The MacMarquis family and aspects of the bardic tradition seems to have persisted at Laggan for at least two hundred years.  Some of the family even managed to survive through the 1600s, a century when clan conflict, Civil War, Jacobite rebellions, plague, and famine convulsed the peninsula.  Neil McMarqueis was at least one Marquis from the Laggan area who, in 1685, took part in the Jacobite Rising which ravaged Argyll in support of James II (VII of Scotland). The last MacMarquis to be recorded in the Laggan area was Donald McMarcuhis, who appeared in the 1694 Hearth Tax living in Glendale, in the Mull of Kintyre.       

      Further evidence for the MacMarquis family having a long and some kind of influential presence in the region, comes from the fact that the name features twice in early historical maps of Argyll.  First, Baile Mhic Mharcuis marking the settlement of the bardic family at Laggan during the 17th century, which would indicate a sizable community for that period. ‘Baile’ generally refers to a small township.  Second, in Nether Lorn, Argyll, there is promontory called Rudha Mhic Mharcuis overlooking the island of Easdale, again, suggesting a family of some importance having resided in that area for a significant period.

     Being a comparatively rare name in Argyll means that it is likely any MacMarquis living there would have been related to the families of Laggan and later Cara. During my research I’ve come across several MacMarquis family groups throughout Argyll: Dalmally and Glenorchy from 1685; Nether Lorn, southwest of Oban, from 1654; Campbeltown, 1685 until the 1750s and ‘60s; even a family of ferrymen at Coulport, Rosneath, during the 19th century.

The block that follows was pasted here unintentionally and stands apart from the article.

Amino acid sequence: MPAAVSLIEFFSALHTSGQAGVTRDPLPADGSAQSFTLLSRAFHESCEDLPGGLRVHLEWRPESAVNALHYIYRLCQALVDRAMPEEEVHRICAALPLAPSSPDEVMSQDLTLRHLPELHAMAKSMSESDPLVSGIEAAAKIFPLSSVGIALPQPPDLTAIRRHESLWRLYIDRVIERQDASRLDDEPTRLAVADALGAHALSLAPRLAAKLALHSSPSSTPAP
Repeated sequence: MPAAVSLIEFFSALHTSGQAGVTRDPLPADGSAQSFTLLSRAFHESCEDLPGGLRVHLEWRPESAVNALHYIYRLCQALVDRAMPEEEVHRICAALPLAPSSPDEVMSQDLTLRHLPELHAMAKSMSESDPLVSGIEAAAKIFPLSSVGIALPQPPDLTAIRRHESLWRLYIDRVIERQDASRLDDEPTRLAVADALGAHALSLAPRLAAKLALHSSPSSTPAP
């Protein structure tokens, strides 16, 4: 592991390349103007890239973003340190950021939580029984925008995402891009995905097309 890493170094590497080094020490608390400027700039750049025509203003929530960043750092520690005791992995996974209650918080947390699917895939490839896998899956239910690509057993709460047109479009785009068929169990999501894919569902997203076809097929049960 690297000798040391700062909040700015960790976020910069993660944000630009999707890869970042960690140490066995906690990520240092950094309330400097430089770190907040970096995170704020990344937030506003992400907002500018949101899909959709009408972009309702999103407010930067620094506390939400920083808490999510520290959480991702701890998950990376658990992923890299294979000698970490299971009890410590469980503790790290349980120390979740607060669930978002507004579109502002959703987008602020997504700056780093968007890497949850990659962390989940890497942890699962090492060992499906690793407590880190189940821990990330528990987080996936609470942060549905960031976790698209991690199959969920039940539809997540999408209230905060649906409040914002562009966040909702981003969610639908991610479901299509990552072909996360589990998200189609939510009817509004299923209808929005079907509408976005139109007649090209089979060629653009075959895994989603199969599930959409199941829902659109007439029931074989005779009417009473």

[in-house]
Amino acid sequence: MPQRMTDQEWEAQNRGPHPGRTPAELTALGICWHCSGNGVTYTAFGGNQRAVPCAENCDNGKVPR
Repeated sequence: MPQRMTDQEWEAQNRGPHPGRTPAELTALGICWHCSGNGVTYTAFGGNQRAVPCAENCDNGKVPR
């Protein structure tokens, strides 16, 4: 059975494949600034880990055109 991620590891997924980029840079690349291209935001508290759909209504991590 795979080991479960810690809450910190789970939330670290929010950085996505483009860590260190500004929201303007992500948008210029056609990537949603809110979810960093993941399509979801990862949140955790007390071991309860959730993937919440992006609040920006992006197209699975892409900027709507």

Alexander Marquis’s marriage in 1818 began what would become exactly two hundred years of his decedents fishing the waters of Loch Fyne.  During the violent fishing-net conflict (1851-67), his son Dugald, along with many other Tarbert fishermen and even their womenfolk, would be jailed for illegal fishing.  With the sinking of the Nancy Glen and the sad death of Duncan MacDougall (whose great grandmother and great uncle were Marquises) in January 2018 – the last of the heirs of Alexander Marquis fishing out of Tarbert – those two centuries came to an end.

     The 20th century witnessed the gradual disappearance of the Marquis name from Tarbert, as more of them sought better opportunities elsewhere, creating new branches of the family in other parts of Scotland and beyond.  My grandfather left Tarbert during the First World War for an engineering apprenticeship in the Govan shipyards. He later moved to Leicestershire where many of his descendants, including me, still live, with others spreading the name to Cornwall, South Wales, and Sunderland in the UK, and onto new continents in the USA and Australia.


For the full story of the Marquises of Argyll, see my recently published book: Life and Times of The Marquis Family of Argyll


Steve Marquis, 2018.